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John Hempton has 5,155 words on bank insolvency today, and makes the good point that "insolvency" is not well-defined. So what do I mean when I say that some big banks are insolvent? I mean that when you look at assets you shouldn't include things like goodwill, and instead concentrate only on concrete things like cash and retained earnings; then, value loans on a held-to-maturity basis. If you do that, those assets are worth less than the face value of total liabilities.

Hempton makes the good point that mark-to-market values are significantly lower than held-to-maturity values because the buyers of distressed loans want much higher returns (on the order of 15%) than the discount rate (on the order of 5%) that you'd use to value a held-to-maturity value.

So how do you work out a reasonable held-to-maturity value for an asset book? As Hempton says, you can't trust the banks themselves to tell you, because they will lie: the downside to telling the truth is death. His idea is to use TARP funds to capitalize ten different funds, each of them mixing public and private capital, and each of them buying banks' assets using cheap money as funding. That should give a good basis for a vaguely realistic valuation.

But is that really necessary? We already have such funds (capitalized with public funds, with access to cheap liquidity): they're called banks. No one trusts Citigroup when it takes a bunch of nuclear waste on its trading book and suddenly reclassifies it as being held to maturity and therefore exempt from mark-to-market requirements. But if JP Morgan was to buy the stuff on Citi's trading book, and Citi was to buy the stuff on JP Morgan's trading book, then at that point the prices would be much more believable. And these big banks have a very low cost of funds indeed, thanks to a Fed which is more than willing to provide them with essentially unlimited liquidity.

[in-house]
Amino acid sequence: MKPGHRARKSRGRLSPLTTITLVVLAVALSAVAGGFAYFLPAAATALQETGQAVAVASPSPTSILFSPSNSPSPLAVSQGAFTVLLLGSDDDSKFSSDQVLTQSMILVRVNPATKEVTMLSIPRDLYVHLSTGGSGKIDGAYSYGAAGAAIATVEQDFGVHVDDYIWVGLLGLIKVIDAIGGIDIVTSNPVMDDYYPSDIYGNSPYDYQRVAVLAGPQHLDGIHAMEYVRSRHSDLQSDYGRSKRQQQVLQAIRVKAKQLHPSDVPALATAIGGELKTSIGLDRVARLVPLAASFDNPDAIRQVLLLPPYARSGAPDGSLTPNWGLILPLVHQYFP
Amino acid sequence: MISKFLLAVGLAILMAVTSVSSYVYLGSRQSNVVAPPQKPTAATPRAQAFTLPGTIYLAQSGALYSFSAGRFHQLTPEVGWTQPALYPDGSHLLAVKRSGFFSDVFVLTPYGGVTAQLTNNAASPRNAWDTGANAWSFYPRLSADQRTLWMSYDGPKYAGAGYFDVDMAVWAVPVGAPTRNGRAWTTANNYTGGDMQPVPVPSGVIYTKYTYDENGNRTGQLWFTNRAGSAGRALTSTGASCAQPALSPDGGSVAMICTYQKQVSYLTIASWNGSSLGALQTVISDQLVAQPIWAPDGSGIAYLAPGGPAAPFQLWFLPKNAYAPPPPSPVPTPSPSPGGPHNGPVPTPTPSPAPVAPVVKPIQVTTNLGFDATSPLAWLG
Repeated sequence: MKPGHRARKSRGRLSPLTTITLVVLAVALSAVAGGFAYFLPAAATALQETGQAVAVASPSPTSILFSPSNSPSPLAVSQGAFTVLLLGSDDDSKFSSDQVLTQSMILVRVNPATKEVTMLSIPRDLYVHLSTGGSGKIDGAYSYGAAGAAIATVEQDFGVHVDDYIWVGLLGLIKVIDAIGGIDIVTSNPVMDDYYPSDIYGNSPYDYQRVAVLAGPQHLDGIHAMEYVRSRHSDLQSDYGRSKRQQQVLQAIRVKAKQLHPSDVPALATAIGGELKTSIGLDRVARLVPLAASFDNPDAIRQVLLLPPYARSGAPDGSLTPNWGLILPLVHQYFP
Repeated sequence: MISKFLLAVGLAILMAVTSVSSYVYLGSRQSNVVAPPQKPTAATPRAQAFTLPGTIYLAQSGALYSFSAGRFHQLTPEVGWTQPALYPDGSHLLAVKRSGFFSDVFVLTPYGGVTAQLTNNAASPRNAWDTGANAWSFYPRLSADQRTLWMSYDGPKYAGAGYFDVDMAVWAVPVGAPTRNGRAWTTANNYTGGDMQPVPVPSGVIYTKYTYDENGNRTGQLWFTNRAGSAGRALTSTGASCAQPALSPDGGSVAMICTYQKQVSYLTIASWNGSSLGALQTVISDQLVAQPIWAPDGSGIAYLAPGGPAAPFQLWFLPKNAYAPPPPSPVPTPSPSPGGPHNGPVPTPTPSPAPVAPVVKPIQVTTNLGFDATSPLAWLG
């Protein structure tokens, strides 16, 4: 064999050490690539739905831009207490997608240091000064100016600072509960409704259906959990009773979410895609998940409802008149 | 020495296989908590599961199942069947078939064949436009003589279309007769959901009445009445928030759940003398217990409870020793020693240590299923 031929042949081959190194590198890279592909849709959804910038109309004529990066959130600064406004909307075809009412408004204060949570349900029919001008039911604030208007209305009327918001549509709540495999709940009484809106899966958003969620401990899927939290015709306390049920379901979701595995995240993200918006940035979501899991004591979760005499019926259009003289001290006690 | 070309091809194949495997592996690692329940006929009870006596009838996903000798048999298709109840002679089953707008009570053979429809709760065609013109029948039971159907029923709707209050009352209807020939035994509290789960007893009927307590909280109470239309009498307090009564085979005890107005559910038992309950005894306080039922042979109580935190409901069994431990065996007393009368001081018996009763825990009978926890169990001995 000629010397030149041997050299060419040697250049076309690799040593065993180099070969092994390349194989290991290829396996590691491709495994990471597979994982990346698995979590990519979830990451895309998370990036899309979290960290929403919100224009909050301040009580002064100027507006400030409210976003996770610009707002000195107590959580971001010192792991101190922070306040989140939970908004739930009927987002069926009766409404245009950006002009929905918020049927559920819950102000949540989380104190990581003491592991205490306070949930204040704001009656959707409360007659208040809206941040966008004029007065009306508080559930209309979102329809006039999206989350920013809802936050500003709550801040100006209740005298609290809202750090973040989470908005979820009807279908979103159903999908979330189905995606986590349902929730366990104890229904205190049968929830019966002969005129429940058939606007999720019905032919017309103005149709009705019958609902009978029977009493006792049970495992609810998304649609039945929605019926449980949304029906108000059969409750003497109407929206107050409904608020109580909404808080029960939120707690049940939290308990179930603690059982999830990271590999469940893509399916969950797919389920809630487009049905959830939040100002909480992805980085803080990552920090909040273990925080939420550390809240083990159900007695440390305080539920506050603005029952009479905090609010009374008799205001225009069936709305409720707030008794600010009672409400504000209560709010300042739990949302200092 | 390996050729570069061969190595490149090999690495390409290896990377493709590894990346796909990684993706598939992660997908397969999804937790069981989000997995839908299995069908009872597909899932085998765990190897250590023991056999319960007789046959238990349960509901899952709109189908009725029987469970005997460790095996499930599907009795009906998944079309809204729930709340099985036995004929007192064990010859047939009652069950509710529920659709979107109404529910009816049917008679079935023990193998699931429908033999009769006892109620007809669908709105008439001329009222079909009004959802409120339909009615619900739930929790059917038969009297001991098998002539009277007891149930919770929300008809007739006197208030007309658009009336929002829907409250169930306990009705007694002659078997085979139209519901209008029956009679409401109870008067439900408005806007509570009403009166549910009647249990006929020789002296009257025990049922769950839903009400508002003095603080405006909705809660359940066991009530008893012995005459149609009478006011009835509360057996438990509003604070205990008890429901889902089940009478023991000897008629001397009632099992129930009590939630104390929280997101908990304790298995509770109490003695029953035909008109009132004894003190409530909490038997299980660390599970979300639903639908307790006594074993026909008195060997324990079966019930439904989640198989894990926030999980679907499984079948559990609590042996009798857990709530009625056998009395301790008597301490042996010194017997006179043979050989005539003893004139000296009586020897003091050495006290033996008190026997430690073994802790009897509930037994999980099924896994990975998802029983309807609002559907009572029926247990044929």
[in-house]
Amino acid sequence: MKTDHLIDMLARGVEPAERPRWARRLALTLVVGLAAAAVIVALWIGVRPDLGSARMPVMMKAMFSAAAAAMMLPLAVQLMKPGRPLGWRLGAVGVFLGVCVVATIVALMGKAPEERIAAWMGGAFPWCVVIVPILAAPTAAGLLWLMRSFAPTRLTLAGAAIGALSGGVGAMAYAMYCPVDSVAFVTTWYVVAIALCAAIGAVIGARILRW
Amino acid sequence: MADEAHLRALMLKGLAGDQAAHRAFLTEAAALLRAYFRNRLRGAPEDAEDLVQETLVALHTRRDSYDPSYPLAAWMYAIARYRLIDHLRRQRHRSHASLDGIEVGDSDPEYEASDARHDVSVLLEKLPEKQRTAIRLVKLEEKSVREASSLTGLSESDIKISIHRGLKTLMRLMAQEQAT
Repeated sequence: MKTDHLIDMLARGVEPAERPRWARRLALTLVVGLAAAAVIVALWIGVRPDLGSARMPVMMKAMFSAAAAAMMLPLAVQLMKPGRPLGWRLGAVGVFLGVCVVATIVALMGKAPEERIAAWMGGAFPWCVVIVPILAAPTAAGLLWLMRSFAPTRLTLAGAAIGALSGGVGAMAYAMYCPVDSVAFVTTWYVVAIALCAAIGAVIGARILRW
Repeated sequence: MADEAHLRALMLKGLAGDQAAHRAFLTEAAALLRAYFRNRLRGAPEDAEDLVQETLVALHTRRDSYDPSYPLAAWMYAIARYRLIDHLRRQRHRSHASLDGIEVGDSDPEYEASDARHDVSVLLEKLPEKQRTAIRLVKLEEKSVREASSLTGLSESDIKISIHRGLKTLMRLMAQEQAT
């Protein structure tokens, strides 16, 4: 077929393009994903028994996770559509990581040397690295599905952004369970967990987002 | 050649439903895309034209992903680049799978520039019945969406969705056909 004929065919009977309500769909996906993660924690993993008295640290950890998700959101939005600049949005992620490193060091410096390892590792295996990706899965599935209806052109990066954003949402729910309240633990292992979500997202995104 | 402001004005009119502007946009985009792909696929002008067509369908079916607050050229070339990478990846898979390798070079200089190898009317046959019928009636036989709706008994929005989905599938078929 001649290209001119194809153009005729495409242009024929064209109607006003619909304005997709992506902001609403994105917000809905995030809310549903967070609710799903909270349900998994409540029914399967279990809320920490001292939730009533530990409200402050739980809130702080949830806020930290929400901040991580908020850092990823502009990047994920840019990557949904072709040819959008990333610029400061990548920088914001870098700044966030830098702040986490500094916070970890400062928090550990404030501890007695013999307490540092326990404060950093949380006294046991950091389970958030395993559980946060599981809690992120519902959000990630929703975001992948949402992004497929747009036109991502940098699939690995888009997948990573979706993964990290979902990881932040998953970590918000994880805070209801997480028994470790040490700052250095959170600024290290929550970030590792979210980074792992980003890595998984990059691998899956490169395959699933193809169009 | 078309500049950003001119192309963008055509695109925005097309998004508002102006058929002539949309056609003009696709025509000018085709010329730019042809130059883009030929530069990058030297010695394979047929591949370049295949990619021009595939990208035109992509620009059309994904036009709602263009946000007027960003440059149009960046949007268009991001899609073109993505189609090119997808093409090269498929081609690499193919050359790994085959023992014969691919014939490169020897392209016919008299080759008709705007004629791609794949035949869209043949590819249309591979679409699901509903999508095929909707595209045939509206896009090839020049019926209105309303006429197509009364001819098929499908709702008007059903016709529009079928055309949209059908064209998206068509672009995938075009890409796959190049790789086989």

Hempton is also convinced that given a few years, banks will be able to recapitalize themselves all on their own, out of operating profits:

The pre-tax, pre-provision income of the banking system normally funded is probably 300 billion. It is probably much larger if the funding costs were reduced to near Treasury levels. If you haven't noticed interest rate spreads and hence pre-tax, pre-provision profits of the banking system should (presuming normalised funding) be way way up. 300 billion is an underestimate. So if there are 2 trillion of losses and 1.4 trillion of starting capital then four or five years and we are back to fully capitalised. We would get back there faster than that - because the banks have raised considerable capital on the way down and not all the 2 trillion of end losses are born within the banking system.

I'd take issue with some of these numbers: $300 billion a year is $3,000 per US household per year. That's real money. We're entering a world where households have lower borrowings, higher savings, and much greater awareness of the banking system; we're also entering a world of much stricter bank regulation, which means less opportunity for banks to gouge consumers when it comes to fees. So do I believe that the banking system will be making something like half a trillion dollars a year in operating profits if and when it gets back to some kind of steady-state sustainability? No.

I'm also dubious about the $1.4 trillion in starting capital -- that's regulatory capital, which is a very different animal from something like tangible common equity, and importantly it includes preferred shares, which I, for one, consider much closer to being liabilities than equity as far as a bank is concerned.

Hempton thinks that on this basis the system is "brimming with solvency"; if I had to point to one place where I clearly disagree with him, it would be here. I think that on a snapshot basis the system is worse than he calculates, and I also suspect that going forward the ability of the banking system to recapitalize itself is much weaker than he thinks.

Still, he's indubitably correct on the subject of the "Geithner plan" -- which is one of those phrases that genuinely belongs in scare quotes:

As far as I can see there is no detail - and if you don't have detail you don't have a plan.

This is one of the reasons I'm becoming increasingly convinced that we're turning Japanese: given how hard it is to do something bold, it's always easier to faff about and do something woefully insufficient. Unless and until Geithner announces a plan worthy of the name, we'll have to assume that to be the base-case scenario.

Disclosure: No positions

Source: America's Insolvent Banks